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FAME Review: Emily Maguire - Believer
Emily Maguire - Believer


Emily Maguire

Shaktu Records - SHK2103

Available from Emily Maguire's web site.

A review written for the Folk and Acoustic Music Exchange by
Mike Jurkovic

I have to admit to initially being a tad disappointed by Maguire's third release. Sure the songs are accessible and…wait a minute—that's it! That's what was bothering me about Believer so I put it aside temporarily. Since all established artists deserve more than just another listen, I set my subjectivity aside (a quirk of species which I find separates us from the divine all too often) and then "believer" opened up for me.

*believer" is certainly no less melodic and mature as her previous discs, '05's Stranger Place debut and it's mighty '08 follow-up Keep Walking. Maguire's honed sense of songwriting is evidenced by the transcendent 'Lighthouse Man', while the halcyon Fleetwod Mac-ish I'd Rather Be leaves her competition in the outback dust of her adopted continent and sports a Nelson Wilbury guitar lick to boot.

As a classically trained eco warrior, Maguire brings both passions to the fore. Woke Up brings "the ocean to our door" while her emphatic classical muse colors the pop movements of the luscious Autumn Leaves. Her vocals, recognizably expressive from album one, get better with age, and when she sings "I'm fifteen, I feel older than God" (Start Over Again) you know immediately and rightly you're not within earshot of the your run-of-the-mill songwriter. No, no, you certainly are not.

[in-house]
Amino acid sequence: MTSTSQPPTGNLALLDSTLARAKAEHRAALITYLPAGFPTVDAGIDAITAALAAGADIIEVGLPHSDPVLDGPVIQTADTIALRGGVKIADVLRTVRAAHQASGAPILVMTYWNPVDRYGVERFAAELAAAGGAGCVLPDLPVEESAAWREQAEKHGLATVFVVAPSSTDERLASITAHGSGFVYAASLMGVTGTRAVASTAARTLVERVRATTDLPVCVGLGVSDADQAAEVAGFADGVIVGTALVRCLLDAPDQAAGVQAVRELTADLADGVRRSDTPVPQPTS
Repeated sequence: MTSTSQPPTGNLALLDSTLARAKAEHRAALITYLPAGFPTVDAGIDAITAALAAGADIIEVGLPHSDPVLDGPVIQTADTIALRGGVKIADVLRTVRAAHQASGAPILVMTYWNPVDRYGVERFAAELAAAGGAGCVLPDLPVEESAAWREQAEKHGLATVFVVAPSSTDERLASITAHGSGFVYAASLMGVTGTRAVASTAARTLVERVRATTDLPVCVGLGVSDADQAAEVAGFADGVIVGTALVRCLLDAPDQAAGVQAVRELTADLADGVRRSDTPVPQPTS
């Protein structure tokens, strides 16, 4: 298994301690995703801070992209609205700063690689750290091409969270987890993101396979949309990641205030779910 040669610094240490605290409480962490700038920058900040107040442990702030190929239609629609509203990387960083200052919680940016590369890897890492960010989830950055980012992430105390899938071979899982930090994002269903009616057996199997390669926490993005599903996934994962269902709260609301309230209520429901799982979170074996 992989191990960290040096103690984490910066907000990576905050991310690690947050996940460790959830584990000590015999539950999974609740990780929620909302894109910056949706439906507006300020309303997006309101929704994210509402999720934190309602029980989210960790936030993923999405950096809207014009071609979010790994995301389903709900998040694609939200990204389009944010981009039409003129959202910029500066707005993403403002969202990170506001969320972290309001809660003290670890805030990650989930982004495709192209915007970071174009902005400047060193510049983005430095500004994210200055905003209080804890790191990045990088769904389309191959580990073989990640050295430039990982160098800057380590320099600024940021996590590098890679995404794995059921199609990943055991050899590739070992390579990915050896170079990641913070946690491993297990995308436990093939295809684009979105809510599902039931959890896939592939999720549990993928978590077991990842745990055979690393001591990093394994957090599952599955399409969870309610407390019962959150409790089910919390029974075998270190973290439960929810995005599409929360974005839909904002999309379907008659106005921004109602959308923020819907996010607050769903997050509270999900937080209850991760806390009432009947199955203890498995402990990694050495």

Stalwart bassist and co-producer Christian Dunham leads guitarist Luke Potashnick and drummer Geoff Dugmore to deliver the subtlety and crunch (Believer) when the lady want it. Maguire has been and continues to be the real deal. You owe yourself a listen.

Track List:

  • Free
  • I'd Rather Be
  • Wanting Time
  • Lighthouse Man
  • Autumn Leaves
  • Anything You Do
  • Believer
  • Woke Up
  • Brave New World
  • Start Over Again
Produced by Philip Tennant, Christian Dunham & Emily Maguire

Edited by: David N. Pyles


Copyright 2010, Peterborough Folk Music Society.
This review may be reprinted with prior permission and attribution.
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